Digital Torque Wrench

    Digital Torque Wrench

    While it is certainly the case that, with a digital torque wrench, you take a price hit compared to click-type torque wrenches, that extra cost undoubtedly buys you ease of setup. You are provided with a digital display showing your torque setting. Adjusting the torque is as simple as pushing the buttons up and down. The digital wrenches usually come with an LED, a beeper, and a vibrating handle to indicate when you’ve hit the correct torque when tightening the fastener. As it is easy to set up and is clearly visible in the dark, this solves the first two disadvantages of the click torque wrench in one fell swoop. Another advantage is versatility. The digital torque wrench will normally be able to measure torque in all of the five units of measure described above. 

    In terms of the drawbacks, in addition to the higher purchase cost, you will need to replace the batteries as needed.

    Basically, the question of what torque wrench you should choose depends on your budget and how much versatility you need.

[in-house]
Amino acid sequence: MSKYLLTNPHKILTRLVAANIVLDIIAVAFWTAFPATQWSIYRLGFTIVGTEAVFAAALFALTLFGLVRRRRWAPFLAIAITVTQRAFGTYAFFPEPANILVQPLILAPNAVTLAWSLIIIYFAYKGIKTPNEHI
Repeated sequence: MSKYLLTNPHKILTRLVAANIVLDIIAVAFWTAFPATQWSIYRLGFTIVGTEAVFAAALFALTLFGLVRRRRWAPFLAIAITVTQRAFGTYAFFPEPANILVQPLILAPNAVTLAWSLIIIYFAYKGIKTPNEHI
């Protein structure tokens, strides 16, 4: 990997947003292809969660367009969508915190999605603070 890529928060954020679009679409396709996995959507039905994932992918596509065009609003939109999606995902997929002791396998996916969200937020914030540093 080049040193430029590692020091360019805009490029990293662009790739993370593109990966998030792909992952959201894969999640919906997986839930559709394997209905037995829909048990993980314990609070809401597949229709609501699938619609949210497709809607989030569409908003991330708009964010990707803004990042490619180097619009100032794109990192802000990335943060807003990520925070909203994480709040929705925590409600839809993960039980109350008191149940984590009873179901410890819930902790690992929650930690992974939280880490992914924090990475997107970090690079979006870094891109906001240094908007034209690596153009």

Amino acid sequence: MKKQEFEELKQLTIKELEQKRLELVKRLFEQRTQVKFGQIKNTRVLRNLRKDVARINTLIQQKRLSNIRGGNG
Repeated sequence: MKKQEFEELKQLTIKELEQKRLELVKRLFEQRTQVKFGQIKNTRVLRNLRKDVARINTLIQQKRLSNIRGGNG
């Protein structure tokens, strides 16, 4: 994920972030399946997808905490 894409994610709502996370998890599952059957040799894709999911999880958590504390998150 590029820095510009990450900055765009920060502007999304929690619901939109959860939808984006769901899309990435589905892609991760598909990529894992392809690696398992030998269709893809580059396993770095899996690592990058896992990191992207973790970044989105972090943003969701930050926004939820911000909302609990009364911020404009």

How To Use A Torque Wrench

    How To Use A Torque Wrench

    This section provides a step-by-step guide on how to use the different types of torque wrenches. Let’s start with the most common type, the click torque wrench.

    How to use a Click Torque Wrench

    The following are the steps required for using a click torque wrench.

    1. Look up the required torque for the fastener (nut or bolt) you are using including the unit of measurement (e.g. lb-ft, nm).
    2. Face the wrench in a direction in which it shows the desired unit of measurement.
    3. Twist the base of the wrench up until it lines up with the desired torque setting on the handle.
    4. Attach the socket head to the fastener.
    5. Tighten the bolt until you hear a click.
    6. Remove the socket from the fastener

    How to use a Digital Torque Wrench

    If you are using a digital torque wrench, on the other hand, you should take the following steps.

    1. Press the on switch to turn on the digital torque wrench.
    2. Look up the required torque for the fastener and select the unit of measurement.
    3. Set the desired torque. There may also be a tolerance setting determines how far below the desired setting you will be alerted.
    4. Attach the socket to the fastener.
    5. Tighten the fastener until the wrench reaches the desired torque.
    6. You will be alerted by feedback from the wrench (vibration, chime, change in color)
    7. Remove the socket from the fastener.